Even if a trip is only a few blocks, human drivers need to make hundreds of calculations in order to reach their destination safely, and we do it without much thought. For example, is it raining, sunny, clear, or foggy? Is it early morning when kids are walking to school or later in the day?
For computers to safely drive cars, they must also take these scenarios into consideration—in fact, they must have the ability to consider every possible scenario. That’s why I predict 2017 will be the year that artificial intelligence (AI) supercharges self-driving technology.
In the next year and beyond, we’ll see AI take autonomy to unprecedented levels and allow vehicles to become fully aware of their surroundings.
“AI means everything for autonomous driving,” Ian Beavis, chief strategy officer AMCI, an automotive marketing and testing firm, recently told Wards Auto. “Without AI and machine learning, you can’t put vehicles in unknown environments. It allows autonomy to run free.”
Follow the Money
To get a sense of the impact AI will have on self-driving, just follow the money being invested in the technology.
Toyota alone is pouring $1 billion into AI research over the next five year and has set up an entirely separate division of the company, Toyota Research Institute (TRI), to focus on R&D in the area. Toyota also scored a high-profile hire when it brought in Gill Pratt—a roboticist and former official at DARPA, the research arm of the Pentagon that was instrumental in kick-starting self-driving technology—as CEO of TRI.
Toyota initially is looking to use AI to improve driver-assist systems to help avoid accidents. “The intelligence of the car would figure out a plan for evasive action,” Pratt told Reuters in June. “Essentially [AI would] be like a guardian angel, pushing on the accelerators, pushing on the steering wheel, pushing on the brake in parallel with you.”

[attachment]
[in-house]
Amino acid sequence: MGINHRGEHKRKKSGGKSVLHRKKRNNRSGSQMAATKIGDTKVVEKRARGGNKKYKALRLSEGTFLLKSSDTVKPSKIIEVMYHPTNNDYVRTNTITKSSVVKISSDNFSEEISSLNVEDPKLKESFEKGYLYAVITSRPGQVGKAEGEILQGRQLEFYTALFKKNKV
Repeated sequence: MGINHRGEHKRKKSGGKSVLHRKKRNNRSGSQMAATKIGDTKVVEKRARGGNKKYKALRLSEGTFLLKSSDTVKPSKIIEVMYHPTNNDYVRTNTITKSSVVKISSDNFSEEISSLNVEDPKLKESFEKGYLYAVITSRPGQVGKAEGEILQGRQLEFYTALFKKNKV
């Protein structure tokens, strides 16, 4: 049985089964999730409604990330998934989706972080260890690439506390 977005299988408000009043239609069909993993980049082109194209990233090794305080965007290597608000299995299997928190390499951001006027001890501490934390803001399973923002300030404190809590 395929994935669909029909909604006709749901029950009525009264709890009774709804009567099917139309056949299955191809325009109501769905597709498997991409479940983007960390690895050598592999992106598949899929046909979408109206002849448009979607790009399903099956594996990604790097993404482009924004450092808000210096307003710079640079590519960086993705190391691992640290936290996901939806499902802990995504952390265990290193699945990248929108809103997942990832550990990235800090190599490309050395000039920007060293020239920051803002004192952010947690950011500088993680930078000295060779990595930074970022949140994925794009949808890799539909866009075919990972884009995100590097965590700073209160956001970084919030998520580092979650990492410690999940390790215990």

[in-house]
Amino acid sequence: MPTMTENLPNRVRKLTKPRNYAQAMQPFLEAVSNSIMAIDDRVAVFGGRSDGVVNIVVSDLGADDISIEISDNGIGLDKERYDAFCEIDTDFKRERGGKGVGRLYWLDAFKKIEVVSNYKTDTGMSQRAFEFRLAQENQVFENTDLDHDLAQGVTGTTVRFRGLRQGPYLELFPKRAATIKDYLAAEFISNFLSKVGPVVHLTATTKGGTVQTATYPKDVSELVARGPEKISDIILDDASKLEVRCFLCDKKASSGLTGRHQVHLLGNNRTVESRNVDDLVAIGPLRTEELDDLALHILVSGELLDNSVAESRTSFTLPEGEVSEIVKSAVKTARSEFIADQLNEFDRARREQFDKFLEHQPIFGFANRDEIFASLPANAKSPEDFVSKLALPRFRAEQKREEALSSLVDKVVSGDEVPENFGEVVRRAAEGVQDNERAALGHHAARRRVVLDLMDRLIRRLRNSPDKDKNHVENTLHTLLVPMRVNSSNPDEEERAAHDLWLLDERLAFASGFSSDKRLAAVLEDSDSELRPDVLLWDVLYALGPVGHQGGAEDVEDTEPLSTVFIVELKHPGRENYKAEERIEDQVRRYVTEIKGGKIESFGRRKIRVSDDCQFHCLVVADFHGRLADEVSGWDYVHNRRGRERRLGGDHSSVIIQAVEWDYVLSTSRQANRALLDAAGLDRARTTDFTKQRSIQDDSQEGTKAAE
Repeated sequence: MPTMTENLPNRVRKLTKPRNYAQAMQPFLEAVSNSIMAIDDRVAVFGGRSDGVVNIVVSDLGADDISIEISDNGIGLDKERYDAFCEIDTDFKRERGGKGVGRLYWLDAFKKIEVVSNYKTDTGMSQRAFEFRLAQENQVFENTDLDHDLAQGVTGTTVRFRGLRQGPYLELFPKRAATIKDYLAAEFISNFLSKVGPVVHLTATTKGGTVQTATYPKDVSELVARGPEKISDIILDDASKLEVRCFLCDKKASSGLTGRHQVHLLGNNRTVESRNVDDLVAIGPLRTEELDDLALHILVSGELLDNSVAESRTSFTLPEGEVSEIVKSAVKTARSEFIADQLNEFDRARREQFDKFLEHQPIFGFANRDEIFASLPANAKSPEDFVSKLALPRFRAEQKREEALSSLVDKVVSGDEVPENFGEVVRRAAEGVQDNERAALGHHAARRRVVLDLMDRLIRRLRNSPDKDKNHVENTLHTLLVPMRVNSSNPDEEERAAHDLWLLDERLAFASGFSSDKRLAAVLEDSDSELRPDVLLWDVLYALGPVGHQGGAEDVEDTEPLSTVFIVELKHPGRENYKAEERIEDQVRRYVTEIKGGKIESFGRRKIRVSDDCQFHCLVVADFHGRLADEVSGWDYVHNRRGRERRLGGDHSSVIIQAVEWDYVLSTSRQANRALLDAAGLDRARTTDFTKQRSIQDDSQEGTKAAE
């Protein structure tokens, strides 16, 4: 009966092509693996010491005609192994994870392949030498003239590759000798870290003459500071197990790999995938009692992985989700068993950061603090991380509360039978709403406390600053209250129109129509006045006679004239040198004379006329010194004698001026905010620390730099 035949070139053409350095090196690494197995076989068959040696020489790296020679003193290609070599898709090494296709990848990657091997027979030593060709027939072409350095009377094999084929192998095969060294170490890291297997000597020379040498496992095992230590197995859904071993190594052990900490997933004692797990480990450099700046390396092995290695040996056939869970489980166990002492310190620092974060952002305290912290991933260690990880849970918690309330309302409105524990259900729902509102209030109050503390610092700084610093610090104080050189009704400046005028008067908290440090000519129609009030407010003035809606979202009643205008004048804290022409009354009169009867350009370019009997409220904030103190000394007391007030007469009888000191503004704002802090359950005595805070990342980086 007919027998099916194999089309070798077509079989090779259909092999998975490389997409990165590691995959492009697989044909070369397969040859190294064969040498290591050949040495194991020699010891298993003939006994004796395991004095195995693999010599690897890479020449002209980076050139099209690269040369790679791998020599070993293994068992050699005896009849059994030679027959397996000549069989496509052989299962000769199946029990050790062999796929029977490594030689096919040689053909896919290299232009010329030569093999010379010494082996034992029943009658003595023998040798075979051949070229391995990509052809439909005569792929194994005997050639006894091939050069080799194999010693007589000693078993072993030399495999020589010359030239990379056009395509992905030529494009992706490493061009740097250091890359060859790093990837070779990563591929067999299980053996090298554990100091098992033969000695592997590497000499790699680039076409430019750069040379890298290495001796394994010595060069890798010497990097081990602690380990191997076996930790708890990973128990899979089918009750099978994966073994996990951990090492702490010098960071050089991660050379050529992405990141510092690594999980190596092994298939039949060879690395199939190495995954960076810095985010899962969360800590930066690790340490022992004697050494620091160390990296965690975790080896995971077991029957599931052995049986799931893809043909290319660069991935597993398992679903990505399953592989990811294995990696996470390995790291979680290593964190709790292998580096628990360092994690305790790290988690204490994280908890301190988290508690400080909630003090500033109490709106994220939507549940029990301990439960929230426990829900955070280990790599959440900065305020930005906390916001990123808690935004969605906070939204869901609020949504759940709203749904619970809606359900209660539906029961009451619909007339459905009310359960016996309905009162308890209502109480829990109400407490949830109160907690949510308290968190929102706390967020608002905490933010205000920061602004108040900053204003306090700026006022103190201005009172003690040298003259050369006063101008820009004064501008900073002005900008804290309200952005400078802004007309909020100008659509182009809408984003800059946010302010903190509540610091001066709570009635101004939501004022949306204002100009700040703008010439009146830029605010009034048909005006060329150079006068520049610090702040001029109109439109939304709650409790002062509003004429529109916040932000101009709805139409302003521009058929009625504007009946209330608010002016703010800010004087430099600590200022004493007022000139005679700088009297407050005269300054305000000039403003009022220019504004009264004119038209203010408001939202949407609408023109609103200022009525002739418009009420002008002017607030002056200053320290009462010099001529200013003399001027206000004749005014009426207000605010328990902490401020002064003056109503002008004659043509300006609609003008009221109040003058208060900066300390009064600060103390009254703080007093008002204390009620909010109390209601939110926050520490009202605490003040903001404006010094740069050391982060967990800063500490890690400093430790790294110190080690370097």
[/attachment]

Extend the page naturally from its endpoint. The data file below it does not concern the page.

Like other automakers, Toyota eventually plans to leverage its AI investment into self-driving cars and produce a vehicle that can autonomously drive on highways by the 2020 Tokyo Olympics. Toyota’s Japanese rival Honda is also “setting up a new research body which would focus on artificial intelligence,” according to Reuters, as are other global automakers like Ford and Volkswagen.
Large automotive suppliers and others in the self-driving race are also pouring resources into AI as well as acquiring startups in the space. Danny Shapiro, senior director of automotive at graphic chipmaker Nvidia, told Wards Auto that AI and the “deep learning” by computers it enables “will truly transform the automotive market.”
In addition to developing its own self-driving computers, Nvidia has also invested in the startup AImotive, while Uber earlier this month acquired AI startup Geometric Intelligence and named the company’s founders as co-directors of the ride-sharing behemoth’s in-house AI research lab.
Another indicator that AI will fuel self-driving car technology in 2017 is news that Apple is delving into R&D in the area. In an unprecedented move by the normally secretive Cupertino tech giant, researchers at Apple published a paper on artificial intelligence that considers new ways to teach machines how to recognize images as part of self-driving technology.
This follows a letter from the company to the National Highway Traffic Safety Administration late last month stating that “Apple uses machine learning to make its products and services smarter, more intuitive, and more personal. The company is investing heavily in the study of machine learning and automation, and is excited about the potential of automated systems in many areas, including transportation.”
“Deep learning is the best enabling technology for self-driving cars,” Sameep Tandon, CEO and co-founder of Drive.ai, told Fortune in August. “You hear a lot about all these things on the car: the sensors, the cameras, the radar, and lidar. What we really need is the brains to make an autonomous car work safely and understand its environment.”
And this means you’ll be hearing a lot more about AI and self-driving cars in 2017.